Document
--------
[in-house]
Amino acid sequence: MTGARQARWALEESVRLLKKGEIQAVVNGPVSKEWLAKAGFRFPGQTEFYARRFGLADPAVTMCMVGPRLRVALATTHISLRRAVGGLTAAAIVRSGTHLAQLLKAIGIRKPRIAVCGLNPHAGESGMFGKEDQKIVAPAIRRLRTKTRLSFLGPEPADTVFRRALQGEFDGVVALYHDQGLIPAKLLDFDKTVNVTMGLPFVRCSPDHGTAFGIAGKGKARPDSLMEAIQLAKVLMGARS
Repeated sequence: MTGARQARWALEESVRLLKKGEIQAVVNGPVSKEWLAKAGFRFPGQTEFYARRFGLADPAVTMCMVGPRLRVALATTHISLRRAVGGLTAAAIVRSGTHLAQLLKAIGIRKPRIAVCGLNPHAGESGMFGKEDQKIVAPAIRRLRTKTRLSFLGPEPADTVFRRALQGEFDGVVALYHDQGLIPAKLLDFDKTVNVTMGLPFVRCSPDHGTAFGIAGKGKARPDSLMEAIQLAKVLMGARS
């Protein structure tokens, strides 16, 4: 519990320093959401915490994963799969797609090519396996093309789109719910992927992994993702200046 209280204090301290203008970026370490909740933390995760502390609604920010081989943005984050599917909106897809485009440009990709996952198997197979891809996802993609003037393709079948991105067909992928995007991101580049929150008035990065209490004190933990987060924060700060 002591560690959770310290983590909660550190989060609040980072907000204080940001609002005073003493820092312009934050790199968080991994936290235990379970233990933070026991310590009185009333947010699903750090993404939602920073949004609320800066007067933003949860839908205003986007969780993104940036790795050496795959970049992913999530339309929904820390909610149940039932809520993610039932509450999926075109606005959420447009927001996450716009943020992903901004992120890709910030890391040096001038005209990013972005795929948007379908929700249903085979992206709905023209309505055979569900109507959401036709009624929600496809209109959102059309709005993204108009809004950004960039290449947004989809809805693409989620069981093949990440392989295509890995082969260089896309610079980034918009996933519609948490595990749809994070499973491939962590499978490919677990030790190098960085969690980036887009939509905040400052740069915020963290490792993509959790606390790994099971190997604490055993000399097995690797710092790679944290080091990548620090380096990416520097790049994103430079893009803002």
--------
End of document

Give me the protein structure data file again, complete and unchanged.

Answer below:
[in-house]
Amino acid sequence: MTGARQARWALEESVRLLKKGEIQAVVNGPVSKEWLAKAGFRFPGQTEFYARRFGLADPAVTMCMVGPRLRVALATTHISLRRAVGGLTAAAIVRSGTHLAQLLKAIGIRKPRIAVCGLNPHAGESGMFGKEDQKIVAPAIRRLRTKTRLSFLGPEPADTVFRRALQGEFDGVVALYHDQGLIPAKLLDFDKTVNVTMGLPFVRCSPDHGTAFGIAGKGKARPDSLMEAIQLAKVLMGARS
Repeated sequence: MTGARQARWALEESVRLLKKGEIQAVVNGPVSKEWLAKAGFRFPGQTEFYARRFGLADPAVTMCMVGPRLRVALATTHISLRRAVGGLTAAAIVRSGTHLAQLLKAIGIRKPRIAVCGLNPHAGESGMFGKEDQKIVAPAIRRLRTKTRLSFLGPEPADTVFRRALQGEFDGVVALYHDQGLIPAKLLDFDKTVNVTMGLPFVRCSPDHGTAFGIAGKGKARPDSLMEAIQLAKVLMGARS
């Protein structure tokens, strides 16, 4: 519990320093959401915490994963799969797609090519396996093309789109719910992927992994993702200046 209280204090301290203008970026370490909740933390995760502390609604920010081989943005984050599917909106897809485009440009990709996952198997197979891809996802993609003037393709079948991105067909992928995007991101580049929150008035990065209490004190933990987060924060700060 002591560690959770310290983590909660550190989060609040980072907000204080940001609002005073003493820092312009934050790199968080991994936290235990379970233990933070026991310590009185009333947010699903750090993404939602920073949004609320800066007067933003949860839908205003986007969780993104940036790795050496795959970049992913999530339309929904820390909610149940039932809520993610039932509450999926075109606005959420447009927001996450716009943020992903901004992120890709910030890391040096001038005209990013972005795929948007379908929700249903085979992206709905023209309505055979569900109507959401036709009624929600496809209109959102059309709005993204108009809004950004960039290449947004989809809805693409989620069981093949990440392989295509890995082969260089896309610079980034918009996933519609948490595990749809994070499973491939962590499978490919677990030790190098960085969690980036887009939509905040400052740069915020963290490792993509959790606390790994099971190997604490055993000399097995690797710092790679944290080091990548620090380096990416520097790049994103430079893009803002």